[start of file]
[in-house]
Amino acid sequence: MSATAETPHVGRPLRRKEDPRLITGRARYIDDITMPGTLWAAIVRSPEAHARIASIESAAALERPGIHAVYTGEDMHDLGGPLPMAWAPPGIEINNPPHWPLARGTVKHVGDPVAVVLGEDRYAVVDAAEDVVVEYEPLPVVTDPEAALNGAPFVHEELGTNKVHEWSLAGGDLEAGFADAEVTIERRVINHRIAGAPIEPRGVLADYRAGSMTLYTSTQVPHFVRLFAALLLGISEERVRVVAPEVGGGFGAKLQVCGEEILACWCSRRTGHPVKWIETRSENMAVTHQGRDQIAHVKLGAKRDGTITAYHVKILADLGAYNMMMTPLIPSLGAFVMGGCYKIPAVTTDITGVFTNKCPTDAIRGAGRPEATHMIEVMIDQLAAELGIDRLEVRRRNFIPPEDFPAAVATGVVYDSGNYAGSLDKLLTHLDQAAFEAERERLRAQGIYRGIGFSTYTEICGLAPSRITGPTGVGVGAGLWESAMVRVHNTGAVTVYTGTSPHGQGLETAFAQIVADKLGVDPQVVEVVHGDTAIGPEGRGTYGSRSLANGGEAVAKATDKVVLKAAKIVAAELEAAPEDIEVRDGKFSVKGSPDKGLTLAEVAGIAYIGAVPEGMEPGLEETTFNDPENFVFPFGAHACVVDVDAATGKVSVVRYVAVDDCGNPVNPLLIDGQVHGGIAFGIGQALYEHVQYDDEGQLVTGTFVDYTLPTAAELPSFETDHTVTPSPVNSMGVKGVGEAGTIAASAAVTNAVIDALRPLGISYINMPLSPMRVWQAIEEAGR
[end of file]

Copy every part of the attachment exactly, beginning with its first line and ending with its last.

[in-house]
Amino acid sequence: MSATAETPHVGRPLRRKEDPRLITGRARYIDDITMPGTLWAAIVRSPEAHARIASIESAAALERPGIHAVYTGEDMHDLGGPLPMAWAPPGIEINNPPHWPLARGTVKHVGDPVAVVLGEDRYAVVDAAEDVVVEYEPLPVVTDPEAALNGAPFVHEELGTNKVHEWSLAGGDLEAGFADAEVTIERRVINHRIAGAPIEPRGVLADYRAGSMTLYTSTQVPHFVRLFAALLLGISEERVRVVAPEVGGGFGAKLQVCGEEILACWCSRRTGHPVKWIETRSENMAVTHQGRDQIAHVKLGAKRDGTITAYHVKILADLGAYNMMMTPLIPSLGAFVMGGCYKIPAVTTDITGVFTNKCPTDAIRGAGRPEATHMIEVMIDQLAAELGIDRLEVRRRNFIPPEDFPAAVATGVVYDSGNYAGSLDKLLTHLDQAAFEAERERLRAQGIYRGIGFSTYTEICGLAPSRITGPTGVGVGAGLWESAMVRVHNTGAVTVYTGTSPHGQGLETAFAQIVADKLGVDPQVVEVVHGDTAIGPEGRGTYGSRSLANGGEAVAKATDKVVLKAAKIVAAELEAAPEDIEVRDGKFSVKGSPDKGLTLAEVAGIAYIGAVPEGMEPGLEETTFNDPENFVFPFGAHACVVDVDAATGKVSVVRYVAVDDCGNPVNPLLIDGQVHGGIAFGIGQALYEHVQYDDEGQLVTGTFVDYTLPTAAELPSFETDHTVTPSPVNSMGVKGVGEAGTIAASAAVTNAVIDALRPLGISYINMPLSPMRVWQAIEEAGR